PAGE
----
Labour Day protests in Tahrir Square
A new trade unions law is the key demand on 2012 May Day demonstration, as well as other as yet unfulfilled labour rights
Sherif Tarek , Tuesday 1 May 2012
On May Day, Tuesday, a few hundred protested in Tahrir Square, the epicentre of the 2011 uprising, and surrounding areas. The main demand was for a new trade unions law.
A march set off from Qasr El-Aini Street, leading to Tahrir Square, toured the once grassy central island and settled in front of the Mogamma, the largest governmental administrative building in Egypt, located in Tahrir.
Presidential hopefuls Khaled Ali, a renowned lawyer who has long pushed for labour rights, and Hamdeen Sabbahi, a Nasserist opposition figure, were among the public figures at the protest.
Ali told reporters while in Tahrir Square that a trade unions law that guarantees the independence of labour unions and the freedom of workers to establish and join them is a priority, "as are drastic amendments to the labour law that would guarantee workers their rights."
He added: "The fight [for labour rights] is still ongoing; workers are still suffering injustices. A clear example of that is that the constituent assembly [which is tasked with drafting the new constitution] does not include workers although they were the fuel of the revolution."
Nationwide labour strikes late in last year's 18-day uprising are widely believed to have contributed to the overthrow of former president Hosni Mubarak on 11 February 2011.
Kamal Abu Eita, head of the Independent Union of Real Estate Tax Agency Employees, and veteran leftist activist Kamal Khalil were among the marchers. The Revolutionary Socialists also took part in the march.
Apart from a new trade unions law, the implementation of a minimum wage which is one of the revolution's as yet unmet demands, was a key demand. For instance, a protester held aloft a placard that read, "We want a worker pay that shall be enough for a whole month."
Another one deplored the fact that Ahmed Abdul Zaher, a former member of the now-dismantled National Democratic Party (NDP) of Mubarak, was appointed as the labour union chief.
In addition to the march, which set off at midday amid hot sunny weather, protesters from the Tourism and Hotels Workers Coalition rallied near the Six of October Bridge (a 5-10 minute walk from Mogamma) mainly to demand fixed contracts and higher wages for those who work in the hospitality industry.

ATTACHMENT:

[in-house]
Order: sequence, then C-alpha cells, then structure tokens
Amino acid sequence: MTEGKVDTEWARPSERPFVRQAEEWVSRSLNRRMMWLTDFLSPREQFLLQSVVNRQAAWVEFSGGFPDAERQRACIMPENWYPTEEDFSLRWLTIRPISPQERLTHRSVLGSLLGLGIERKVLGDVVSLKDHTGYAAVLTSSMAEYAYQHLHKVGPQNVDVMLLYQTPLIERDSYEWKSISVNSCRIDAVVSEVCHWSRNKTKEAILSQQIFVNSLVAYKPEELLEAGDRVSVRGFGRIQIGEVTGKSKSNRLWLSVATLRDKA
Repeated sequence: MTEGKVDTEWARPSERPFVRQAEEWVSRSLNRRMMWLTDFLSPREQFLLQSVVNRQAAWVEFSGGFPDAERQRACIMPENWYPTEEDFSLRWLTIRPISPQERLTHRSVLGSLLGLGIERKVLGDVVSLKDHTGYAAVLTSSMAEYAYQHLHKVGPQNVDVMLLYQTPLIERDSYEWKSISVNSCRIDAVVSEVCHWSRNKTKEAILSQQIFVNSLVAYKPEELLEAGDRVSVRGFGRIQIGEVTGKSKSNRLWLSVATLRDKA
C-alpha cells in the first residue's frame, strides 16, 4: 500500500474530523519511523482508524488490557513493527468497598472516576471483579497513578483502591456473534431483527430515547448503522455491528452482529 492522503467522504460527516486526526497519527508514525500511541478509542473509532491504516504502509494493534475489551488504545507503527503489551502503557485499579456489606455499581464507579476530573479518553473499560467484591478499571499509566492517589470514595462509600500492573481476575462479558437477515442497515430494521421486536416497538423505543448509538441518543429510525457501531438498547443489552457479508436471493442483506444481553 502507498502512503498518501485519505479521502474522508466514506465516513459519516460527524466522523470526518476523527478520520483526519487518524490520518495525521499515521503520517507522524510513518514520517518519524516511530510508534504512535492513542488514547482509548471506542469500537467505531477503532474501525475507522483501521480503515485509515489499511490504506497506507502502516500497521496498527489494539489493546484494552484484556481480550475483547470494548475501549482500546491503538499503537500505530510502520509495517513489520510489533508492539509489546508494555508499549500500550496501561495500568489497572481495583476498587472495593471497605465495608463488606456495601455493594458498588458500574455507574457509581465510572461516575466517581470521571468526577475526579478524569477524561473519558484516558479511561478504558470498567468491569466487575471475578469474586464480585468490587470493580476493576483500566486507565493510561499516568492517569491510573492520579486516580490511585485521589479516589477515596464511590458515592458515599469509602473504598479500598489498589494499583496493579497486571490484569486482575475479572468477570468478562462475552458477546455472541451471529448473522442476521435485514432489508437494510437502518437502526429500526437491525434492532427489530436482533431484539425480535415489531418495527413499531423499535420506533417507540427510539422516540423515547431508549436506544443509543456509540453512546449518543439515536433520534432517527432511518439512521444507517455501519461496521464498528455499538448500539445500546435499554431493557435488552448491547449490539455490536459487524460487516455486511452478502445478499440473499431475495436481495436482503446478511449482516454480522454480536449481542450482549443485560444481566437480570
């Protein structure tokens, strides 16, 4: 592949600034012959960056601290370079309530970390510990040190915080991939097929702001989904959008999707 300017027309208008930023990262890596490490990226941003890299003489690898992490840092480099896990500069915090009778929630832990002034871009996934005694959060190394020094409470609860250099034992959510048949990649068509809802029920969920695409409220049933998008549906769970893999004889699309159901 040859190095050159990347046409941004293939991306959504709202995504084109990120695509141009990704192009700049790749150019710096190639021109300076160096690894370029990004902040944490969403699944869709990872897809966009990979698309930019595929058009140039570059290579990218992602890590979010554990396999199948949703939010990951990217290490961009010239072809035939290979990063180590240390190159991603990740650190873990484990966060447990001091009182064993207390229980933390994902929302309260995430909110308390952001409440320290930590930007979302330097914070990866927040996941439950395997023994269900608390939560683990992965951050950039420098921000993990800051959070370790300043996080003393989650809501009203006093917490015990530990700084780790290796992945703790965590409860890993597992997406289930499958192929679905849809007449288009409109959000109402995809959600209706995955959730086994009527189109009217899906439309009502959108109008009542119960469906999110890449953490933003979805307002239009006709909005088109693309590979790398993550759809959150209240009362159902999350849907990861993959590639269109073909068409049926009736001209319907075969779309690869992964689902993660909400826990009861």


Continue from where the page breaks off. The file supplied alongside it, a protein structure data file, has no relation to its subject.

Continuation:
"We do not have fixed salaries; our pay depends only a 12 percent charge imposed on hotel services and goods; while they [businessmen] are making millions," Abdel Fatah Abdel Halim, a member of the Tourism Workers Syndicate, told Ahram Online. "This law was introduced by former Mubarak prime minister, Atef Ebeid, and is still active until now."
In addition to the slogans focused on labour rights, several protesters occasionally repeated the renowned chant, "down, down with military rule" through microphones, referring to the ruling Supreme Council of the Armed Forces (SCAF), which assumed power on a supposed temporary basis after Mubarak's ouster.
Early in its interim tenure, the SCAF was seen by the public in the wake of the uprising as the "protector of the revolution," taking the side of the people against the autocratic Mubarak regime.
As the months passed, however, many activists increasingly saw the country's military rulers as an extension of the ousted regime, blaming the armed forces for failing to fulfil the chief demands of the uprising, including labour rights, and for attacking revolutionaries and protesters.
Last year's May Day, the first one after the revolution, saw several thousands of workers head to Tahrir Square. However, with some "celebrating the revolution" and others demanding labour rights, the event was marred. On the same day at the official Federation for Trade Unions, about 2000 workers demonstrated as some of them even attempted to break in, demanding that the federation is dismantled.
Fast forward a year, Khaled Ramadan, one of the demonstrators who works at the South Cairo Electricity Company, told Ahram Online, "We need fair salaries and benefits for all workers, better working conditions and job opportunities … We cannot do anything except for staging demonstrations to demand our rights."